FOUCAULT HIS PENDULUM
For Jenny Lee
--- Up tails all
(Sing derry-down Derrida),
Foucault his pendulum
Swing again merrily,
--- Up tails all
(Sing hey-nonny Habermas),
Not even Vonnegut's
Games with neology
Escape our devoted
Nor where it's all at in
Poor old Giles Farnaby,
Wish he were here today,
Couching his discourse
In plain and trillable
Words of one syllable.
--- Up tails all!
Philosophical Gas, 1990
I.M. SIR JOHN, 1904-2000
Farewell, dear Gielgud!
O man of rare delight!
He acted rielgud,
Made me fielgud,
Now gone, that gentlegud knight.
Doesn't turn me on.
Philosophical Gas 22, April 1973
THE CURIOUS PEACH
I wondered idly -- as McLeod,
High on port and pot and pills,
Ensnared with flowers, and bare-arsed,
Stumbled on melons as he passed,
Communing with the daffodils --
If one is company, two a crowd.
Around the suburbs older boys
Go surly in their thunder toys
Whose harsh exhaust and shrieking tyres
And raucous blast of rock-bound choirs
Give furious tongue to inner fires
Not sparked or fed by finer art
Than urgent need to make most noise
Before they grimly fall apart.
BIRDSONG IN NORTHCOTE
Birds singing in Northcote!
Who would have thought to hear
Birdsong in Northcote?
Gentle grey fingers
Of fog have crept into
The grey streets of Northcote.
The people are sleeping --
It's early on Sunday --
Grey people of Northcote.
Car engines are silent;
Their owners are sleeping.
Fog peeps in their windows.
Fog covers all Northcote.
That's why I could hear them --
Birds singing in Northcote.
Didn't even stop to look
As he sailed on past Sydney,
And he did the right thing, didney?
New Statesman, 27 June 1980
There once was a man named McCall,
Who could have been tiny or tall;
At St Anselm's insistence
We claim his existence,
But know nothing about him at all.
Tirra Lirra, Spring 1992
SHALL I COMPARE?
Shall I compare thee to a summer's day --
High pressure system centred over the Bight,
A total fire ban, light breezes on the Bay?
Synoptic charts and satellite photos say
Another dinkum scorcher's on the way.
Yeah, that sure sounds like thee all right.
AN AUSTRALIAN PSALM
Big Mal is my drover; I shall not whinge.
2 He maketh me to stand up in grey dole queues; he leadeth
me beside the still factories.
3 He destroyeth my soul; he leadeth me in the paths of
wretchedness for his policy's sake.
4 Yea, though I crawl through the valley of the sorrow of
debt, I will speak no evil: for thou art with me; thy whip and
thy scowl they discomfort me.
5 Thou preparest a table where I wait hand and foot upon
mine enemies: thou fillest my pocket with onions; my blood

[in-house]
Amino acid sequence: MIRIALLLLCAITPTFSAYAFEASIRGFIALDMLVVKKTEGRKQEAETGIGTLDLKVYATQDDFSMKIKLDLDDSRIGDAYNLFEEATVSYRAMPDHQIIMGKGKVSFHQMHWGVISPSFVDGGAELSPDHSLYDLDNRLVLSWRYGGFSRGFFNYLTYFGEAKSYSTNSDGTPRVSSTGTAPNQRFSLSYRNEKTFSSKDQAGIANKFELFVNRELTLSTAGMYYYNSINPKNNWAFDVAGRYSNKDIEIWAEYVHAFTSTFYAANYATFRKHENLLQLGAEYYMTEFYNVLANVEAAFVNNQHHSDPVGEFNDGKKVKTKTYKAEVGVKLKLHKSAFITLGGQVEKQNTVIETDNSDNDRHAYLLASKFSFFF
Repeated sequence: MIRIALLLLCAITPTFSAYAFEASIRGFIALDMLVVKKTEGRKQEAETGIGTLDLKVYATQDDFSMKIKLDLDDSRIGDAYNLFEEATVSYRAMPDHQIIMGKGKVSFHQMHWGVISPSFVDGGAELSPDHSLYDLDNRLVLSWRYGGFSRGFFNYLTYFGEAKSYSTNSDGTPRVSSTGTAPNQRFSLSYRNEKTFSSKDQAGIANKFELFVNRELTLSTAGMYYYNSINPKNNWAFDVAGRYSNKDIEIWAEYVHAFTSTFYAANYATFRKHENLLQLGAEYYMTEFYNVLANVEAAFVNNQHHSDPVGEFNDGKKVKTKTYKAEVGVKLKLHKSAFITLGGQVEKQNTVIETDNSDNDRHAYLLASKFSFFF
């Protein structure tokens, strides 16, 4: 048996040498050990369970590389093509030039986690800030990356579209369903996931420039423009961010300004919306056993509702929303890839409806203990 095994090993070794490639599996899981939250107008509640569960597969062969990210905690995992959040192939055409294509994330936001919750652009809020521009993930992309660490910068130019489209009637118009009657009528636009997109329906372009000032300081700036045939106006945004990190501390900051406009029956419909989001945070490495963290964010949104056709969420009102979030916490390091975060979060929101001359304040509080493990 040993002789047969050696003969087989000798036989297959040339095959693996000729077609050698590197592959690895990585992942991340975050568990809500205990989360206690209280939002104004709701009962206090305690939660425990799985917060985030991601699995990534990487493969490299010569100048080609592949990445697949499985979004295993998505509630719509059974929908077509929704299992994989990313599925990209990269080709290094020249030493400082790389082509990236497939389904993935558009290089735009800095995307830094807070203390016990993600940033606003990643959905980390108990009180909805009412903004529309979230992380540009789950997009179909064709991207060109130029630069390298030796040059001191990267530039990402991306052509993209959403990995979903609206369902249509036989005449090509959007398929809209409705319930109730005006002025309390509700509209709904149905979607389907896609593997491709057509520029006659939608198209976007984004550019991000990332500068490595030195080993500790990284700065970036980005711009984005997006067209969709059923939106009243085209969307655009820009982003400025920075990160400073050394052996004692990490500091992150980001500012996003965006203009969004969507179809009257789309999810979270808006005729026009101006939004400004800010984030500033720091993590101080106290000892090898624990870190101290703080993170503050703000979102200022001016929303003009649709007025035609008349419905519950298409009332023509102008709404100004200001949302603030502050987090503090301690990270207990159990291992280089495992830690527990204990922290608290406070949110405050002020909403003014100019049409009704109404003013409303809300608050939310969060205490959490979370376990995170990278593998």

6 Surely sales tax and bad teeth shall worry me all the days of
my life; yet I will vote for Mal's party for ever.
The Australian, 1982
THE BALLAD OF THE READERS
[The polite fiction was maintained in the Australian
Parliament that Hansard is a verbatim transcript of
proceedings. Accordingly, its subeditors in the
committee reporting section were called readers.]
Invocation and Apology
Calliope! Fair Muse of Verse!
Lend power to my Rhyme
(And make my readers all confess
I'm born out of my time).
Forgive Thou my effrontery
By writing downright whoreson
And speaking of these lofty things
In the style of Henry Lawson!
Across the stony syntax,
Against the rolling drone,
Alf, Bob and John, the Readers,
Make marks that are their own.
And well their headphones fit them,
And light of heart are they,
For Byrne and James and Mulvihill
Have lost their voice today.
Of all the wise committees
They've meetings heard galore,
And rarely is a question asked
They haven't heard before.
They hum a song of someone
They hope will lose his seat,
But even if he doesn't
They'll ne'er admit defeat.
Beyond the hazy thinking,
Against the tortured prose
And yon blue line of wisecracks,
Each chunders as he goes.
But thitherward the Readers
Proceed with all their might:
They'll turn the stuff to English
Though it take them half the night!
Now mighty is their muscle
And fertile is their brain,
But like the wee corpuscle,
Their labour is in vain:
The Member's twisted lingo
They alter out of sight,
But when the Member sees it
He thinks he said it right!
Of all the words in Hansard
One word in four is theirs
(And if they need a fifth word
There's an Oxford full of spares).
In English they are fluent,
Likewise Strine and Hansardese,
And a smattering of fourteen more
From Greek to Japanese.
Their encyclopaedic knowledge
Is wondrous to behold,
But they work in symbiosis,
Our three Readers brave and bold:
Bob's specialties are politics
And science; John is best
On music, books, theology;
And Alf knows all the rest.
"What means resile?" "What's OTC?"
They cry, and someone's brain
Yields up "Like in resilient"
And "O'erhead Travelling Crane".
"But what is NEF?" says one
Whose mind has gone on strike;
The other two in chorus say
"Any effin' thing you like!"
And so the long day passes,
With strain on eye and ear.
One wonders what these gifted men
Are doing, working here.
Such knowledge! Such percipience!
But Alf and John and Bob
With characteristic modesty
Say "Well, we need the job."
There must be some more reason:
Modesty's not enough.
Why do our brilliant Readers
Rot their minds with all this stuff?
The Judaeo-Christian Ethic
Is the seat of their complaint:
They hate it when they're working
And feel guilty when they ain't!
One day when they depart this life
And wing their way on high
They'll be called to that Committee
Which meets up in the Sky,
And the great Recording Angel
Will say "O'er is your strife!
But . . . we need a little subbing
On this bloody Book of Life!"
Philosophical Gas 14, December